Hey there beauties! The holiday season is here and 2017 will soon be coming to a close. For many of us, this is a time to reflect on the past and plan for the future. With all that is happening in society today, surrounding women's health and other issues, we at Slick Chicks decided to use the powerful voices we have to be architects of change.
Although some incredible accomplishments have been made in women's health over the past few years, there are still strides to be made in certain areas. One of those is an issue that has become more prevalent in recent years, and that is sexual assault and rape.
We know that prevention is possible, but before we can prevent it, we must talk about it; that is just what we intend to do with this blog post today. We are shining a much needed light on a topic that all too often fades into the darkness, because there is a sense of shame, fear, and even guilt that follows an attack.
This is such an important issue for so many reasons. Did you know that sexual assault doesn't just happen among strangers? More than half of female victims of rape report being raped by an intimate partner. Women with disabilities are not excluded from this group, in fact, they are often seen as “easy” targets because of the physical or mental weaknesses they may have.
Some studies show that women with a disability may be more likely to experience violence or abuse by a current or former partner. Most often, violence or abuse against women with disabilities is by their spouses or partners. Women living with disabilities can also face abuse from caregivers or personal assistants. This is simply because they find themselves needing help with daily tasks or activities like bathing, dressing, etc. Many find themselves at risk of abuse because they are physically or mentally more vulnerable and can have several different caregivers in their life.
Every romantic relationship is different. We all know this, however, there’s one thing all women should know doesn’t belong in a relationship and that is ABUSE, whether physical or emotional. Sometimes abuse is disguised as or confused with love. But it’s not. No one has the right to hurt you, control you, or make you feel afraid — even if they say they do it because they love you.
I’m sharing this message because intimate partner violence is a serious problem with long-lasting emotional and physical effects. It impacts all types of women, no matter your age, race, ethnicity, income, or education level or ability. Nearly 1 in 4 women 18 or older in the United States have experienced severe physical violence by an intimate partner in their lifetime.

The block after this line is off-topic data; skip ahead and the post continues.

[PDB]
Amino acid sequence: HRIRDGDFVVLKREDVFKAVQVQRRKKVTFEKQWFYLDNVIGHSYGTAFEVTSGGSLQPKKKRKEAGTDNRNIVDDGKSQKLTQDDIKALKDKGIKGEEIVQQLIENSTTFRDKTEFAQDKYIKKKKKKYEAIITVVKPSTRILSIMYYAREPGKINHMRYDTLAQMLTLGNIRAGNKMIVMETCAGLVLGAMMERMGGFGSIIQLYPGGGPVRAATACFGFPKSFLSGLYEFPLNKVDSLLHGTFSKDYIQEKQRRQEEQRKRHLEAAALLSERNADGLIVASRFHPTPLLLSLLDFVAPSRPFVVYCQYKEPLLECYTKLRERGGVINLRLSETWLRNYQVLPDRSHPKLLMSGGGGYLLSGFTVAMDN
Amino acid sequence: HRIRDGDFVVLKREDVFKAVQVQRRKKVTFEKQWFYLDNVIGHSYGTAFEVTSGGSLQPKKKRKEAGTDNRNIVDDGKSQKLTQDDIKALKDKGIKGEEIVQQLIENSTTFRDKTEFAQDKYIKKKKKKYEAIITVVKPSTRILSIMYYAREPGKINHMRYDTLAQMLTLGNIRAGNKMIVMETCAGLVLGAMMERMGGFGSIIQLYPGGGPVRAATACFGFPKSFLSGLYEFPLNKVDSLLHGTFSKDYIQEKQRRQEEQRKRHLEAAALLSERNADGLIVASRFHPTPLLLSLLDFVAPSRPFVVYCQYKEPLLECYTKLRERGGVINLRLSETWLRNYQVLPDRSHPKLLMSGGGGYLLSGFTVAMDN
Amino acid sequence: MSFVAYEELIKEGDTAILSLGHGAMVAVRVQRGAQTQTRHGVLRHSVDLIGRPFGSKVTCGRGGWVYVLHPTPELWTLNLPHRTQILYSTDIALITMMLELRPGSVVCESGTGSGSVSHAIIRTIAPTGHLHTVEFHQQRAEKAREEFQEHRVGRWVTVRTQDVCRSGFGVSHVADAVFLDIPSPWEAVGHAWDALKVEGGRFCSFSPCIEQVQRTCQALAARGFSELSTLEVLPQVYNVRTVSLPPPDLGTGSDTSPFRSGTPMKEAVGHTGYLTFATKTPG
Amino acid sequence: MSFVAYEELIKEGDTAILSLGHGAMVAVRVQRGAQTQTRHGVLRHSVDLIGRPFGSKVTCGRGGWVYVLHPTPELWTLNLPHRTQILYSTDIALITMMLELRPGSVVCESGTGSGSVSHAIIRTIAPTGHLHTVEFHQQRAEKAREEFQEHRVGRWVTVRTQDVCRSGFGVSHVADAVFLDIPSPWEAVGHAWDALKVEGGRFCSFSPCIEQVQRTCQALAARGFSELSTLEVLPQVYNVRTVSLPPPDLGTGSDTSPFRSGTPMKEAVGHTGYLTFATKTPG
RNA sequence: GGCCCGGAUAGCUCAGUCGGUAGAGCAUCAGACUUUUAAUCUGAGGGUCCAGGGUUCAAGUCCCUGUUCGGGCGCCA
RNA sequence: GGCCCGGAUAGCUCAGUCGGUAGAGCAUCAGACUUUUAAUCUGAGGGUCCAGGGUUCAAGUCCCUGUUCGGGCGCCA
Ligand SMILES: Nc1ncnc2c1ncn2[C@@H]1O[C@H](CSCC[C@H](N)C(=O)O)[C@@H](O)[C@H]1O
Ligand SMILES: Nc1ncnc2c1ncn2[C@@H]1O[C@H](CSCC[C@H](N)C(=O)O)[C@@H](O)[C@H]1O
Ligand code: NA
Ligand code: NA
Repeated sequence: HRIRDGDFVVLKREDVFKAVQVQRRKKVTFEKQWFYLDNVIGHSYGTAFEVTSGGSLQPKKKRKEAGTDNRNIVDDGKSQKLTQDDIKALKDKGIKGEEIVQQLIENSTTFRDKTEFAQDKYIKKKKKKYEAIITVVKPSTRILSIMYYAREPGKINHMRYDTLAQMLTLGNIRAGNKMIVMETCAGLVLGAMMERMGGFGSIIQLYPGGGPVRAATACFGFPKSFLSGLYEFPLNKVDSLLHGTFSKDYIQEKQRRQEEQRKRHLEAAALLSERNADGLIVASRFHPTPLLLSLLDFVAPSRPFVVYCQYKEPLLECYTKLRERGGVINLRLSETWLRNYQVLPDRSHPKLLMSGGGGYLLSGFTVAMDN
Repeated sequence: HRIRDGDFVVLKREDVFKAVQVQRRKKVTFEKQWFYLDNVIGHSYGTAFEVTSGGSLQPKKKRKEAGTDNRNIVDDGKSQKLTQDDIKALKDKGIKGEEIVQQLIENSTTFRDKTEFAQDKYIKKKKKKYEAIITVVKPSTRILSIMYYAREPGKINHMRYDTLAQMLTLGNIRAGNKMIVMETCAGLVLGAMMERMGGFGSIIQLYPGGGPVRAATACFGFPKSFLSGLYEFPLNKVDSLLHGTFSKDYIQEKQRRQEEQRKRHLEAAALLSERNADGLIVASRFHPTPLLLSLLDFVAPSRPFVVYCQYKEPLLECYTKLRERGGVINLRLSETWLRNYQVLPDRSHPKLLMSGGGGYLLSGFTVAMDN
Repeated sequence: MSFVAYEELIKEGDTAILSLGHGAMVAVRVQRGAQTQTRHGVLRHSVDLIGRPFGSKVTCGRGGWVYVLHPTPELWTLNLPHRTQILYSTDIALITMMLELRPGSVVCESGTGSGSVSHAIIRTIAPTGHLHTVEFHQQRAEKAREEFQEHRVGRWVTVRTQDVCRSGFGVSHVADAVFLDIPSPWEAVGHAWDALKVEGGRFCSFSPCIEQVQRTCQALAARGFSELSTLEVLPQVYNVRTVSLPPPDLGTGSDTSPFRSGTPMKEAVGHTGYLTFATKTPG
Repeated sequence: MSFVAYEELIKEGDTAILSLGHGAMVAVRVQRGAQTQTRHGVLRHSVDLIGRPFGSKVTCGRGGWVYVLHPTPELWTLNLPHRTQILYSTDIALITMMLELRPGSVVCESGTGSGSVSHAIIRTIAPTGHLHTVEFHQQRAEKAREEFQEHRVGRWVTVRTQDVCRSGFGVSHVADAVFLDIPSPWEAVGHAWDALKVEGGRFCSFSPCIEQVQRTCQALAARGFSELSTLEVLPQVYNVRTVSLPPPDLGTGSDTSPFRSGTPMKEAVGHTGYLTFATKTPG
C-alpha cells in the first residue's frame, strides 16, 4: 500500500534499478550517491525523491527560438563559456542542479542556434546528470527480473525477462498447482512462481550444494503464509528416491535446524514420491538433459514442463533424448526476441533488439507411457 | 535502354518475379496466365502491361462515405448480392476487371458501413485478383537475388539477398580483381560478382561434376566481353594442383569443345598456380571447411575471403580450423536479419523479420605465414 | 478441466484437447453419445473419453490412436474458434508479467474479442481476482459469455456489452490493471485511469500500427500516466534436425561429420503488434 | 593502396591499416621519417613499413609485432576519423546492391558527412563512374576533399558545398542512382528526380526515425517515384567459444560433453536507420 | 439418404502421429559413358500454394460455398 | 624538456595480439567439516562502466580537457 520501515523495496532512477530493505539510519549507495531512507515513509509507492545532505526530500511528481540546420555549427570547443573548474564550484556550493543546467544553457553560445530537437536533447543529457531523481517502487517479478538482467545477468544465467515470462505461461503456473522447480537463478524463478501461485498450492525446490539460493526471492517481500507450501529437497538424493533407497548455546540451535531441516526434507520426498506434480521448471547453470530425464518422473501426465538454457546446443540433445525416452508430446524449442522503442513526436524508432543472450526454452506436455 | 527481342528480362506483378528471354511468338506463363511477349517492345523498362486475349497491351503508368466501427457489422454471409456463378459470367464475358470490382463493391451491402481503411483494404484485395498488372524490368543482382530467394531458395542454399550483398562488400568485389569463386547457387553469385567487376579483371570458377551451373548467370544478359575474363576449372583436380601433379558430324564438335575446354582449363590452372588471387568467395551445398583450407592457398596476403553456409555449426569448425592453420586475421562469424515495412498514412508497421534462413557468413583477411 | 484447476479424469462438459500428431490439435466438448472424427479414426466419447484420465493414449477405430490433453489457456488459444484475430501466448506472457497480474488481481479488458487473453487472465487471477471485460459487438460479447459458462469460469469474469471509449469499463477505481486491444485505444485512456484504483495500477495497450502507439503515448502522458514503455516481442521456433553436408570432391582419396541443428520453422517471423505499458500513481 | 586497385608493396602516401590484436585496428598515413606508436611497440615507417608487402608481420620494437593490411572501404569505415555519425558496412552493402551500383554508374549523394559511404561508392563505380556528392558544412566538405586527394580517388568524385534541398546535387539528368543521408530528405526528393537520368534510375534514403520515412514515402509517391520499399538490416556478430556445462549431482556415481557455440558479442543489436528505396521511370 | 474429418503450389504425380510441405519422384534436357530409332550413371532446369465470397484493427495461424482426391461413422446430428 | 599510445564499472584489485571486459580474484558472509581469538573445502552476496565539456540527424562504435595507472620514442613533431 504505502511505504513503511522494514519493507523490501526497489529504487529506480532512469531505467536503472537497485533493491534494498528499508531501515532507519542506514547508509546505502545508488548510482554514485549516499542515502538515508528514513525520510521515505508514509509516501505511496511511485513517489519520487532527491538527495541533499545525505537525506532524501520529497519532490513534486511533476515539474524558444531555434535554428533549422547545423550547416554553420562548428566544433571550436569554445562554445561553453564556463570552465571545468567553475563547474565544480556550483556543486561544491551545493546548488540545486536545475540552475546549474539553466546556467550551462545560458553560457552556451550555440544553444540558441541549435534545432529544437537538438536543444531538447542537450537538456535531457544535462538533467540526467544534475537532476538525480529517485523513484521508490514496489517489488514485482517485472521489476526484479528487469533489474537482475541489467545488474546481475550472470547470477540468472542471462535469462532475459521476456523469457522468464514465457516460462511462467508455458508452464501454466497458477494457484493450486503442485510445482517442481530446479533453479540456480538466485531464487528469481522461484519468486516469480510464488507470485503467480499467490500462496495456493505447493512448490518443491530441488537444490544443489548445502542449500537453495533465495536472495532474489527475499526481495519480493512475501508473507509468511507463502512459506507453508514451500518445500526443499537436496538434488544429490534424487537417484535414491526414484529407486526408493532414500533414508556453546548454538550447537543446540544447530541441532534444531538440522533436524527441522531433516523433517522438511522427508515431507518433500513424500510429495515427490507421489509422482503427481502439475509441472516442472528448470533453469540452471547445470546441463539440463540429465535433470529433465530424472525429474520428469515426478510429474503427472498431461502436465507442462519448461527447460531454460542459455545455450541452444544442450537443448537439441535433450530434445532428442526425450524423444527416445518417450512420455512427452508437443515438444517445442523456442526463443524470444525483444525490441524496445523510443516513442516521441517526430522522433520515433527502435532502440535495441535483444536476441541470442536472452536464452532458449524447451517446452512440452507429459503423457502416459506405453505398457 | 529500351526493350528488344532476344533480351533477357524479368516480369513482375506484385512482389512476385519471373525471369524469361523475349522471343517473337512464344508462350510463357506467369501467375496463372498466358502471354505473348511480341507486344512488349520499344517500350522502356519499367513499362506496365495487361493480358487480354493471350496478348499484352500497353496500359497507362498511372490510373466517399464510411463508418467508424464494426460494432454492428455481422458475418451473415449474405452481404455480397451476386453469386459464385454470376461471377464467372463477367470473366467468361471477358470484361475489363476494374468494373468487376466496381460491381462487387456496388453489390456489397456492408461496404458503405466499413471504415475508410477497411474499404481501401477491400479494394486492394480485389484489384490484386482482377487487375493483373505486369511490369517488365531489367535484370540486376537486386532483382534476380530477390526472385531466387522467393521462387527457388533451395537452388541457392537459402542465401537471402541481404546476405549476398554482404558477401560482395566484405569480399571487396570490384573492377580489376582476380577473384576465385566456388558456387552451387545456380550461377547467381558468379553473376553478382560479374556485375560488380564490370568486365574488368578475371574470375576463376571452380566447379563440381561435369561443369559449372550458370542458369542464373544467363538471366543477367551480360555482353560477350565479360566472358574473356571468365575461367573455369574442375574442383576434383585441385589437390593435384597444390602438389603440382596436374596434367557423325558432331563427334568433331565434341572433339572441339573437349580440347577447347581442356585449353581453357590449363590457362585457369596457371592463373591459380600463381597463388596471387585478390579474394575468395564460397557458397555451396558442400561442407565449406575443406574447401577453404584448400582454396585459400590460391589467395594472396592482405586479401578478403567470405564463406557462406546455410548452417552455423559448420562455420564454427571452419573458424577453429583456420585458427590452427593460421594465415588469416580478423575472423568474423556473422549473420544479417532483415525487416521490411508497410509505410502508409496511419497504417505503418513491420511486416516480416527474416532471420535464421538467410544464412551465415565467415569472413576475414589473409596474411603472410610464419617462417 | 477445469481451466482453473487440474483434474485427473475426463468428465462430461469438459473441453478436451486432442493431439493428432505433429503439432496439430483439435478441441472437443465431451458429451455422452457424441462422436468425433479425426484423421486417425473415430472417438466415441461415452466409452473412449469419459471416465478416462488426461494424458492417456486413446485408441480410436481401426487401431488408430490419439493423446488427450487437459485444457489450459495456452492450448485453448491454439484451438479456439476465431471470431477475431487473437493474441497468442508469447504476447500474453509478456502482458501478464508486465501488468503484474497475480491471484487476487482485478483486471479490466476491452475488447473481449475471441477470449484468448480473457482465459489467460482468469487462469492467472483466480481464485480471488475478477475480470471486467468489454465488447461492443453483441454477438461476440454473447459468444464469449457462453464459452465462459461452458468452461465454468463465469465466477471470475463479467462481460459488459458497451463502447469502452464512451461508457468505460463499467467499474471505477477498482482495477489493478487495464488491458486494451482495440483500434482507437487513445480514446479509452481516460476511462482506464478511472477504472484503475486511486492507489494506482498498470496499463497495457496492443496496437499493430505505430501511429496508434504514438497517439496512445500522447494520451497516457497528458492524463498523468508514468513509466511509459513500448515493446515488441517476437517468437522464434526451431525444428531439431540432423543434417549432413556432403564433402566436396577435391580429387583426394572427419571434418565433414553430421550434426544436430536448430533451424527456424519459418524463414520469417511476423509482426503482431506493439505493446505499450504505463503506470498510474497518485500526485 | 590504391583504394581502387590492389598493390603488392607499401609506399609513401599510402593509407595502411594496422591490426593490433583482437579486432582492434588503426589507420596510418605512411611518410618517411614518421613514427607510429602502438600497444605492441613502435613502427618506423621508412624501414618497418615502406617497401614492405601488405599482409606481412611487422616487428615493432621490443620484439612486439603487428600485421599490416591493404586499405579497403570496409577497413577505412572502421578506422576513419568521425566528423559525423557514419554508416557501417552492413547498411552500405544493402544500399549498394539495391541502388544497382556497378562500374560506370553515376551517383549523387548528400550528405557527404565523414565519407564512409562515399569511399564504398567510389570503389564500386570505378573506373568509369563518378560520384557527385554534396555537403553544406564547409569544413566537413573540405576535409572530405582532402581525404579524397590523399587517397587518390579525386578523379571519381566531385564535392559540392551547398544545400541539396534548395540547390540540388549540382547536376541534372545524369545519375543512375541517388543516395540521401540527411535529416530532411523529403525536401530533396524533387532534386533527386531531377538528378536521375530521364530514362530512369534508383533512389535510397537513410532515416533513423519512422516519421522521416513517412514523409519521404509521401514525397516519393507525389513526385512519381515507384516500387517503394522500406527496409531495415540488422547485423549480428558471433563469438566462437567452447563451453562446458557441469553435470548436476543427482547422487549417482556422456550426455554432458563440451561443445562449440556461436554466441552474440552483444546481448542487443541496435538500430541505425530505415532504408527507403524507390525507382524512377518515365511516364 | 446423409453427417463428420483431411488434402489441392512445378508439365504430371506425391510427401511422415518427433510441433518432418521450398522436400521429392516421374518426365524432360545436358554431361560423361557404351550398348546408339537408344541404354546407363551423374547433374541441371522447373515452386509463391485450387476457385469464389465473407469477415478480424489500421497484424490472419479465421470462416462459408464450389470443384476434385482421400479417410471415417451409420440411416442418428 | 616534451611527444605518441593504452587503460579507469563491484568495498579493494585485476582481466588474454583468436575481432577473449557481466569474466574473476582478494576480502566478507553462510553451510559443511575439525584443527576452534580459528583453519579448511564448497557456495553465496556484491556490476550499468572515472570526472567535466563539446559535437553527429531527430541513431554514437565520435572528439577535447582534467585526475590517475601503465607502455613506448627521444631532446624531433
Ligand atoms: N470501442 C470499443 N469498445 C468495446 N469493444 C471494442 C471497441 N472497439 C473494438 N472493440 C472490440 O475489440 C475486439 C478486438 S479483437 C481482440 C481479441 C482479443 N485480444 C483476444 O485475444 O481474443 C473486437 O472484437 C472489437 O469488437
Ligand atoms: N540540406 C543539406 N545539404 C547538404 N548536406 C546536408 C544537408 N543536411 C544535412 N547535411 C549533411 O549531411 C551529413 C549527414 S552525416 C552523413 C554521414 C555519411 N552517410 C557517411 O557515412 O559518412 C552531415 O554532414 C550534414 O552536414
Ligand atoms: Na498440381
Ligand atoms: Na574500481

That means someone they love or once loved, such as a current or former husband/wife, boyfriend/girlfriend, or partner hurt them on purpose. In some cases, women don’t survive the attack.
All too often society equates romantic relationships with consent. This leads to the common misconception that sexual abuse cannot happen between individuals in dating relationships and marriages, but this is far from the truth.
How do I know, you ask? Well, sadly it happened to me. Sexual violence touched my life. Ten years ago I found myself the victim of sexual violence and rape by the man who vowed to care for me as long as we were on this earth together… my Ex-husband. That’s right, we were married.
I am not going to get graphic or go into great detail, because as a survivor I choose to look forward and not back on what was truly the most hellish time of my life. I am not a victim anymore. I am a victorious survivor!!
However, I can tell you that this experience not only affected me, but has had lasting effects on my family and has shaped us all differently. The experience scared us all in indescribable ways. That being said, I am so happy to say I am alive, safe, happy, and have a wonderful life for which I am so grateful.
As women, I believe it's our responsibility to stand together and empower each other to make strides and improve the well being of women and girls everywhere. We must not stand to be victims anymore. We must be change makers! Whether it means standing by our game-changing ideas or using our voices to stand up and bring awareness.
EVERYONE deserves to be in a healthy relationship that is safe and supportive. If you’re in an abusive relationship, know you have options. People want to help you, even though it may feel like you’re alone. Other women, like myself, have been there and have made it out safely.
Remember, no matter what is said, sexual assault is never the victim's fault. As victims we often hear things like, "It's not rape if we're in a relationship or we are married,” or “If you love me you would.” Both of these statements are false no matter your relationship status. Rape is rape and NO means NO! True love does not hurt!
In the years since my ordeal, I have become an advocate for the rights of women and it has empowered me, and in a sense, molded me into the woman I am today; making me a better person, wife, mother and a much stronger voice for others.
I will never forget the people that advocated for me when my heart couldn’t find its compass. Other victims, advocates, detectives, police, therapist, and my family and friends helped me find my strength again, to stand up, push on, and speak out! I stayed because I couldn't imagine a life without the person I loved. Now, as I am remarried and reflect, I cannot imagine a more beautiful life than the one I have now.
For more information on how you and your friends can build healthy, safe, and respectful relationships, visit girlshealth.govNational Sexual Assault Hotline is available 24/7 at 1-800-656-HOPE (4673).
Here is to a happy, healthy, and productive 2018!
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